« on: Today at 09:44:48 PM »
The difference is that one is an abundant, naturally-occurring mineral that's been made rare by unethical (ahem!) means, and the other is rare because the creator of the work chooses limited distribution. Copyright vs. cartel. One is legitimate, the other is not.
Legitimate it is. So why are people criticizing him for making his work artificially rare? He makes his prints in editions of 995, which is not especially rare, and yet he gets criticized for this. The art world has a long history of limited editions, in prints, photography, etc. Most paintings exist as singles. Artificial scarcity is the name of the game. Otherwise Ansel Adams would have been knocking out millions of Moonrises, and Van Gogh would have painted a fresh copy of Starry Night every morning and another every afternoon.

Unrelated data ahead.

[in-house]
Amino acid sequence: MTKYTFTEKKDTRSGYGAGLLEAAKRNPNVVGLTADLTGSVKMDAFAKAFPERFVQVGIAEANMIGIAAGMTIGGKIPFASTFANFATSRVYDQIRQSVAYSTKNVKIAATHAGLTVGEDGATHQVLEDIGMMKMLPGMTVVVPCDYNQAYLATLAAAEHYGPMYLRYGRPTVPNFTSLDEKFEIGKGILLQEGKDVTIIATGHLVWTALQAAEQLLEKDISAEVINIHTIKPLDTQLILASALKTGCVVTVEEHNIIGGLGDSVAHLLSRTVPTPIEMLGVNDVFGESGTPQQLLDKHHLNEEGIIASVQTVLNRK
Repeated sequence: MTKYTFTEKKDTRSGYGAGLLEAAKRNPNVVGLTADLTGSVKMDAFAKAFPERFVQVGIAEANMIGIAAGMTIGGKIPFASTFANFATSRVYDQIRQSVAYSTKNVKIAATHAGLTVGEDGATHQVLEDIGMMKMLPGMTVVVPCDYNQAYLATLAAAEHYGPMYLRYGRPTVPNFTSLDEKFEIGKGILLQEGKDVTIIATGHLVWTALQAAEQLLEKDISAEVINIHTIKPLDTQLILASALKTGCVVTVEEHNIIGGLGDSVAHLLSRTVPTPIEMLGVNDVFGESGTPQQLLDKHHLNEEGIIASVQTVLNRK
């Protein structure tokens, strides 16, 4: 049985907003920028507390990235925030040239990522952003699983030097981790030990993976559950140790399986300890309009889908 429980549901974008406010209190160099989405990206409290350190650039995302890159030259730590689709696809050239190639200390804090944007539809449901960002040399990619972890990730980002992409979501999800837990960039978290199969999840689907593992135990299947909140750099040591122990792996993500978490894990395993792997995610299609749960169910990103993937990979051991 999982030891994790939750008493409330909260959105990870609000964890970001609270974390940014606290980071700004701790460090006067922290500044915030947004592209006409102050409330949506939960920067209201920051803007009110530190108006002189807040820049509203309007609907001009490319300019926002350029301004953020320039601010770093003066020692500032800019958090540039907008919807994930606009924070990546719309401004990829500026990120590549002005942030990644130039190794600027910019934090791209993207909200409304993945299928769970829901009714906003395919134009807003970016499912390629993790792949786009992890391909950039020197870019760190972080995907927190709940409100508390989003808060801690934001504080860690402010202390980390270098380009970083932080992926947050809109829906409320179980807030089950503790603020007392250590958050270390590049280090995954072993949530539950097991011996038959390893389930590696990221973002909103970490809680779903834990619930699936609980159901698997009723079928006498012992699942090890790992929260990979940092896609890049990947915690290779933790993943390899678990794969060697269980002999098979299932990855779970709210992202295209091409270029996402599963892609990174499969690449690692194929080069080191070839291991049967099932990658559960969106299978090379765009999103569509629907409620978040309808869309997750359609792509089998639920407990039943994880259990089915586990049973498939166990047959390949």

I don't think that was the primary criticism: most of the criticism appears to be directed at his habit of concocting fables about himself and his work. The unbelievably high trumpeted sales price on the one print, and the outright lies about the origins of the one moon photo are laughable. Stunts like these not only call his integrity into question, but risk side-effects for ethical photographers.